Privileged

TV review by
Kari Croop, Common Sense Media
Privileged TV Poster Image
Status-driven teen drama is surprisingly positive.

Parents say

age 17+
Based on 1 review

Kids say

age 11+
Based on 2 reviews

A lot or a little?

The parents' guide to what's in this TV show.

Positive Messages

The show's intelligent, well-educated protagonist starts out with high ideals but ultimately grapples with temptation. Can she stay true to herself and still reap the rewards of a privileged lifestyle? Her teen charges are equally complex: They lost both of their parents in a tragic accident and have tried to fill the void with material things.

Violence
Sex

Some kissing, and sex is mentioned a few times but never shown in graphic detail. There's also some higher-level sexual innuendo, such as the fact that the main character's college thesis topic dealt with phallic imagery.

Language

"Bitch" (and variations like "bitchy") is used a good bit, along with other descriptive put-downs like "douche bag," "slutty ho bag," and "hooker." The word "vajayjay" is also used.

Consumerism

A few high-end brands (like Versace) are mentioned. The Bakers' world is full of fancy, high-end products and luxuries.

Drinking, Drugs & Smoking

Adult characters drink in social settings; in at least one scene, teens are also shown drinking champagne and what appear to be mixed drinks at a society gathering. The drinks are quietly taken from them, but there are no serious consequences.

What parents need to know

Parents need to know that this is dramedy is actually a decent choice for older teens because it thoughtfully explores a world of privilege that's often glorified in today's popular culture. Still, there's a good bit of blunt language to contend with (think "vajayjay" and "douche bag") and some instances of underage drinking (which don't appear to have serious consequences). And, context or no, teens who watch will see a fair number of high-end brands and get an eyeful of a generally luxurious, unattainable lifestyle.

User Reviews

  • Parents say
  • Kids say
Adult Written bymamachildsafe132 July 19, 2013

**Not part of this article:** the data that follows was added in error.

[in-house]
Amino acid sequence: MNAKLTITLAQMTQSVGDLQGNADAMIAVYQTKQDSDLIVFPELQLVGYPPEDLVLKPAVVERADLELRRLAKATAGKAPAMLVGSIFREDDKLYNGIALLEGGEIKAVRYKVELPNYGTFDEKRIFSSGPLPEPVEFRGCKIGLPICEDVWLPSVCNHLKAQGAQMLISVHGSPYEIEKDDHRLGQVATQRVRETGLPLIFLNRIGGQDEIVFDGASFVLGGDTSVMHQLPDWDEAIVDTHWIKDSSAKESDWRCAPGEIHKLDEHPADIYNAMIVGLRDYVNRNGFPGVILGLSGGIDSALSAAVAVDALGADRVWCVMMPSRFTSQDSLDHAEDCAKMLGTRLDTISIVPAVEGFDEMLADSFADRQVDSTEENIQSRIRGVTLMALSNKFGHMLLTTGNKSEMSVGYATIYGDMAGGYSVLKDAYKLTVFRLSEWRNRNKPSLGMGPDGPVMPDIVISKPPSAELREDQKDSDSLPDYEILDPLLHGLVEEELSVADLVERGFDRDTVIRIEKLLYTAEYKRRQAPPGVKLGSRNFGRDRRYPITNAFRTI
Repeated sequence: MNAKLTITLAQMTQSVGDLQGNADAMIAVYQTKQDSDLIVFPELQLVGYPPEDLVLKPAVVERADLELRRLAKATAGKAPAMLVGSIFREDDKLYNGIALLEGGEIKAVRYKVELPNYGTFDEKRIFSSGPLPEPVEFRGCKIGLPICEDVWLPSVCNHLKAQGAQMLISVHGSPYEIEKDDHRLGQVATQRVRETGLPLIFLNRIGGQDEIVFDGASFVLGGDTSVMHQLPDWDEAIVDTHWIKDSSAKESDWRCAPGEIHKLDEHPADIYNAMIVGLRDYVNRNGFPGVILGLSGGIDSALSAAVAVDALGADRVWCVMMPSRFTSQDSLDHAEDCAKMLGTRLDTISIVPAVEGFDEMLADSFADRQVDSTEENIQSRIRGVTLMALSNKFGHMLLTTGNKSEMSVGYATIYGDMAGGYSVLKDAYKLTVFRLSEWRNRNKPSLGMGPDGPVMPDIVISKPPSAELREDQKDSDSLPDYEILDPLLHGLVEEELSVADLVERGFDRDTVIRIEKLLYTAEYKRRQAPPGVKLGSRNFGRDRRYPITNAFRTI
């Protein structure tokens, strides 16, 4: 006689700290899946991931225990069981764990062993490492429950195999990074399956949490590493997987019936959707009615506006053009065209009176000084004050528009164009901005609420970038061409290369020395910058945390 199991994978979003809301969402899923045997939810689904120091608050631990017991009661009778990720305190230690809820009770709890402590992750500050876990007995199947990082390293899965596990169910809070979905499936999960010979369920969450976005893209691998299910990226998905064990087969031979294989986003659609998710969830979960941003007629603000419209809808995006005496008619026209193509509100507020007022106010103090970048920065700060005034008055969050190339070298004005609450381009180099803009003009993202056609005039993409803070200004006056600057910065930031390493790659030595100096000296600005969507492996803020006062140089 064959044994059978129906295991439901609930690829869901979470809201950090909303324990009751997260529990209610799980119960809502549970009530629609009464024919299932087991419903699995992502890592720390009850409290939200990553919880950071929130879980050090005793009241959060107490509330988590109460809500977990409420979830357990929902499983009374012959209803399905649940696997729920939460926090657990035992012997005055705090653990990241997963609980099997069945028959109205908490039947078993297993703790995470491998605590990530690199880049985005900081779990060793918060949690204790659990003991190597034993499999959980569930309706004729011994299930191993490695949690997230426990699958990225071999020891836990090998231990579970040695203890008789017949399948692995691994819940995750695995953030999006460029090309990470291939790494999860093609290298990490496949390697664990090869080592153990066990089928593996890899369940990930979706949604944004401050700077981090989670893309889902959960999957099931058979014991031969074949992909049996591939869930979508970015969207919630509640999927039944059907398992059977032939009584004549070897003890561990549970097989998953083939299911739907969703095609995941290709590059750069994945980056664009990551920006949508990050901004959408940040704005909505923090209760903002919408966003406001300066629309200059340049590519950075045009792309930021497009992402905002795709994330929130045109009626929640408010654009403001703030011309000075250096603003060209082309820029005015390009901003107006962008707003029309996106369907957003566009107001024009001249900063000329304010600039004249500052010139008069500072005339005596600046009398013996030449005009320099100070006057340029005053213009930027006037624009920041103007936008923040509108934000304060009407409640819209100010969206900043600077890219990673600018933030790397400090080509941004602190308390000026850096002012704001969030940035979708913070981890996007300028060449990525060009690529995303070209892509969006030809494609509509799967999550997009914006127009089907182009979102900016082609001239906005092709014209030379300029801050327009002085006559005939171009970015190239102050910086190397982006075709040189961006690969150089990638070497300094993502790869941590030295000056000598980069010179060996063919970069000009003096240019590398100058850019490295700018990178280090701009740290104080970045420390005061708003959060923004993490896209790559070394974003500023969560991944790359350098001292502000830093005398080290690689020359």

its great

this is so bad it is like a r rated movie it should be rated M-A
Teen, 13 years old Written byfromakid February 8, 2009

okay

alright, seriously people. by the time a kid is ten years old they've heard and seen stuff way worse than this. i really sont know why it says ages fourtee... Continue reading
Teen, 15 years old Written byjm97 December 16, 2012

PRIVILEGED

I absolutely love this show! The dynamic of the twins, played by Lucy Hale and Ashley Newbrough, is great and hilarious! Joanna Garcia (from Reba) just adds eve... Continue reading

What's the story?

When Yale-educated writer-on-the-rise Megan Smith (Joanna Garcia) loses her job at a New York City tabloid, it opens the door for a whole new career in Palm Beach: playing tutor to a pair of privileged teens (Lucy Hale and Ashley Newbrough) whose parents were killed in a tragic accident and now live with their cosmetics mogul grandmother, Laurel Limoges (Anne Archer). If Megan can get the errant high schoolers into Duke University, the girls' grandmother will pay off Megan's pile of student loans. But for Megan, pulling it off might mean sidestepping a few of her noble ideals. After all, Laurel doesn't care how Megan gets the girls into Duke -- as long as she makes it happen.

Is it any good?

Armed with a hummable soundtrack of pop hits and an intensely likeable protagonist, PRIVILEGED is more appealing than "just another teen soap." Teens will love the characters, the romantic subplots, and the glamour of a fashionable world in which girls routinely "puke outfits cuter than yours." But parents will be happy to know that the overall message is more good than bad. Sure, there are a few plot points that require a serious suspension of disbelief (like the fact that Megan could land this gig in the first place). But the best part of the show is that it doesn't blindly idolize the lives of society kids -- instead, it reveals a bit of tarnish on all that bling they're wearing.

Talk to your kids about ...

  • Families can talk about how this show compares to other series about teens who live in mansions and live lives of luxury? Does it seem more or less realistic? Why? How do this show's messages compare to those of other teen series? Families can also discuss whether the two privileged sisters in Megan's care resemble any of the "society celebs" you read about in the tabloids. Does it surprise you to see that someone who's living the "good life" isn't truly happy? Do you think Megan made the right choice in taking -- and keeping -- her job as the twins' tutor? Would you have made the same decision? Why or why not?

TV details

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